Antiques Roadshow guest stunned by golf computer valuation ‘That’s a lot of money!’
Antiques Roadshow: Expert values old golf game at up to £10,000
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Antiques Roadshow is asking viewers up and down the country to dig through the contents of their attics and have a look in their storage boxes for any treasures they think are worthy of a couple of thousand pounds. When the show visited Kenilworth Castle in the Midlands, expert Gordon Foster had the pleasure of taking a looking at a computer/golf game. And when it came to valuing the item, the owner was shocked to hear it could fetch £10,000 at auction.
“This has created, I can tell you, a great deal of interest among my fellow specialists today,” Gordon Foster began. “They’ve just never seen anything like it!”
As for what the item was: “It’s an early computer and it’s a golf game – it’s fantastic! I absolutely love it.
“Basically, how it works I’m sure you know, you would whack a golf ball attached to a piece of string and it would record the direction of the shot by a hook to the left or slice to the right, the elevation of the shot – so how high or low it went – and of course, the distance of the shot.
“The distance is recorded on this scale at the side here – these are in yards – on the actual map are golf holes,” he continued.
“The golfer, just like he would do on a normal golf course with a real shot with a flat and a target would then select the right club for that distance and again, that would be recorded on here.
“At the end of the hole you would then wind it manually onto the next hole and they actually issued 12 different golf courses – all famous British golf courses like St. Andrews, so you could actually imagine you were playing these courses.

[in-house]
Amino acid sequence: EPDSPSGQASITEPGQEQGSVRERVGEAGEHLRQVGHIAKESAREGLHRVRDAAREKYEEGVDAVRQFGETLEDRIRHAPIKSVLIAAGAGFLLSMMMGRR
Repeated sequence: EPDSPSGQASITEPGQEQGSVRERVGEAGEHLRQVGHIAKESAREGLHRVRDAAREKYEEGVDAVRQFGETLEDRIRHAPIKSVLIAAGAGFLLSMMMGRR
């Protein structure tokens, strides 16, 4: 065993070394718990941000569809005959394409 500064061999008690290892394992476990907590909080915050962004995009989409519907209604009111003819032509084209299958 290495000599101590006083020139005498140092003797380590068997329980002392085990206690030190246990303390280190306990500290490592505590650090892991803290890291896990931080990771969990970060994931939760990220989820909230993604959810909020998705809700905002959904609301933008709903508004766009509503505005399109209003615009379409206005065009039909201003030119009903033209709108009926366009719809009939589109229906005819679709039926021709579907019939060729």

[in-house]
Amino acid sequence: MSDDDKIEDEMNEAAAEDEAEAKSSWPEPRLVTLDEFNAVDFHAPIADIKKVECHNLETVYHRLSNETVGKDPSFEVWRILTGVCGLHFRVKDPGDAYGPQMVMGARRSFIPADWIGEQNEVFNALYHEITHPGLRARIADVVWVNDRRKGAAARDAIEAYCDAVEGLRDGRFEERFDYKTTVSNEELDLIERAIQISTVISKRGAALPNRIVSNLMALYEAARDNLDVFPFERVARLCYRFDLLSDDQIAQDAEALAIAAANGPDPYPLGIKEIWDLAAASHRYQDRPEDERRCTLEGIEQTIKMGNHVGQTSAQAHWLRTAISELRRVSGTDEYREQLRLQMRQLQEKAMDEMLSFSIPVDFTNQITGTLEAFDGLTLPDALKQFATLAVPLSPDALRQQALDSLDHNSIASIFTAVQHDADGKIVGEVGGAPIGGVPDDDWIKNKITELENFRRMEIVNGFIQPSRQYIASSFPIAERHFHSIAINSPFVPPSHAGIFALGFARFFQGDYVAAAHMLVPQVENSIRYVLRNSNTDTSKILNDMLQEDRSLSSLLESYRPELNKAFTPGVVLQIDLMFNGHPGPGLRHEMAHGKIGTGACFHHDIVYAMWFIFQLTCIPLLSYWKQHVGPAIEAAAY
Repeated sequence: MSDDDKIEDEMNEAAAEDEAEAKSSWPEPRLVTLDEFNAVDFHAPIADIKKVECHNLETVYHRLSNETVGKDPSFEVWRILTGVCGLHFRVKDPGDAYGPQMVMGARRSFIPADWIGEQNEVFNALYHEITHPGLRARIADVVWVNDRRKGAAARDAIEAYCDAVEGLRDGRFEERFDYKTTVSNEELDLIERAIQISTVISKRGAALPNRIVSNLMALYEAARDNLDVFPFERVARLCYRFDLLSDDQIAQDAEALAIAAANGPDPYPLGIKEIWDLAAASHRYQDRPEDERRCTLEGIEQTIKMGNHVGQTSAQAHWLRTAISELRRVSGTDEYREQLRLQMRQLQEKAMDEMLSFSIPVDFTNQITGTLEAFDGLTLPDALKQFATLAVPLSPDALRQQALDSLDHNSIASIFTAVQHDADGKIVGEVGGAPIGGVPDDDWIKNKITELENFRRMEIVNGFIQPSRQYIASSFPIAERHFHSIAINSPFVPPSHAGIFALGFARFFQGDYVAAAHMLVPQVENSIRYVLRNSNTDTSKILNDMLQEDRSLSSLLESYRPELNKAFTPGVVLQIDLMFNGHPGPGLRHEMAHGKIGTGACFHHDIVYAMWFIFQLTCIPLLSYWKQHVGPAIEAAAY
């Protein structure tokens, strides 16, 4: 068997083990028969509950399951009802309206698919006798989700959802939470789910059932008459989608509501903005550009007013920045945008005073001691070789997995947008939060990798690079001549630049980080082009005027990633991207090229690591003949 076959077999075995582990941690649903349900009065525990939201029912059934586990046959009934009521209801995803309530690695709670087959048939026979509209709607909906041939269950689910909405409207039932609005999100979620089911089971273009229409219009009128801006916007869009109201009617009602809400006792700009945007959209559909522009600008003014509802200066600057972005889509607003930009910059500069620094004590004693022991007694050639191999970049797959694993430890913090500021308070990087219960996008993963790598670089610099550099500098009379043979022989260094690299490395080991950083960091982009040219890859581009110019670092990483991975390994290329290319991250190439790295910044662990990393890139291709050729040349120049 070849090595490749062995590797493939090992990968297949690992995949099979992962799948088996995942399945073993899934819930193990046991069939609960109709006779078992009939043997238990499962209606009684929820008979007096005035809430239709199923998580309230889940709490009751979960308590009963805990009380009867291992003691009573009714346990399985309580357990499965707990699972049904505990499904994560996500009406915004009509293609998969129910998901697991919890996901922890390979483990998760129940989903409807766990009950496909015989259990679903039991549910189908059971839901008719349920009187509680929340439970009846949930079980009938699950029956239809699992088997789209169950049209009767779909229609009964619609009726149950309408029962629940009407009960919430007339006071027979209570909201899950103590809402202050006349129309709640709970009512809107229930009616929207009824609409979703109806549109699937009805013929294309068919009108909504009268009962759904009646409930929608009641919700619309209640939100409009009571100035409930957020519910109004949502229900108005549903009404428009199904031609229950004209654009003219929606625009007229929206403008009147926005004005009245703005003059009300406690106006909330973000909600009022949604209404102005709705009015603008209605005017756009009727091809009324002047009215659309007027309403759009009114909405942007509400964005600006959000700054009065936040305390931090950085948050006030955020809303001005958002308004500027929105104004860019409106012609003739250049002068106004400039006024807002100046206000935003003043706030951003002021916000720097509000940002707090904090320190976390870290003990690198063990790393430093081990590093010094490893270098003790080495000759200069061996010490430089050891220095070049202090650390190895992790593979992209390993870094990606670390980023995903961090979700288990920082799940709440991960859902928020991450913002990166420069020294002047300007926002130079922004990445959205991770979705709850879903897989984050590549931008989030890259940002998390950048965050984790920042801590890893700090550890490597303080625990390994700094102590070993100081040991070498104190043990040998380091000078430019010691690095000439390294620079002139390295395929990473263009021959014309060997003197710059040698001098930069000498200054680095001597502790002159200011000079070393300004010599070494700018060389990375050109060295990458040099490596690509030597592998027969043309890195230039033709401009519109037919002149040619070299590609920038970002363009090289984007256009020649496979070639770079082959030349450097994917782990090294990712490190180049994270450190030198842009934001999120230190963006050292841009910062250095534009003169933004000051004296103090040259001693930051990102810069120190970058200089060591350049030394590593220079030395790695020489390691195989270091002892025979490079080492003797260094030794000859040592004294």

“Now, do you have the aiming target piece?” Gordon asked the owner.
She said: “No. Unfortunately, I don’t, I have to admit I chopped it up as a child and used it as a fishing net.”
“Still sporting – in a way! What about the machine, have you seen it working?” The expert added.
She explained: “Yes, my dad was an electronics engineer and he used to buy old bits of ‘toot’ as he called them and he bought this home one day and got it going.”
“How long ago was that roughly?” Gordon asked and she revealed “1965”.
“Any idea what it cost him then?” He questioned and the guest said: “No, but it wouldn’t have been much, it wasn’t particularly working and it wasn’t fashionable at the time.”
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“Let’s talk more about it; the spotlight golf company was made in 1936, so it gives you an idea of how far back we’re going,” Gordon explained.
“They marketed it very strongly; they had an advertising campaign in the press, they actually got the British Open Champion that year to endorse it. I think the one drawback that it was quite highly priced, it was 62 guineas back that.”
“Oh goodness, that’s a lot of money,” the lady remarked and Gordon reiterated: “That is a lot of money!
“So, okay it was 1936, social aspects of golf were very strong, it was booming, all sorts of people wanted to play golf, but then came along the Second World War and I think that maybe ended the interest of it.
“When we come to the valuation now, it’s slightly tricky, the only ones I’ve found are in museums.
“There’s one in the Golf Museum in St. Andrews and there’s two actually in a museum in Tasmania.
“So, currently auction estimate, I have no hesitation in saying this would be worth £5,000 up to perhaps £10,000,” he said.
Antiques Roadshow airs Sunday evenings at 8pm on BBC One.
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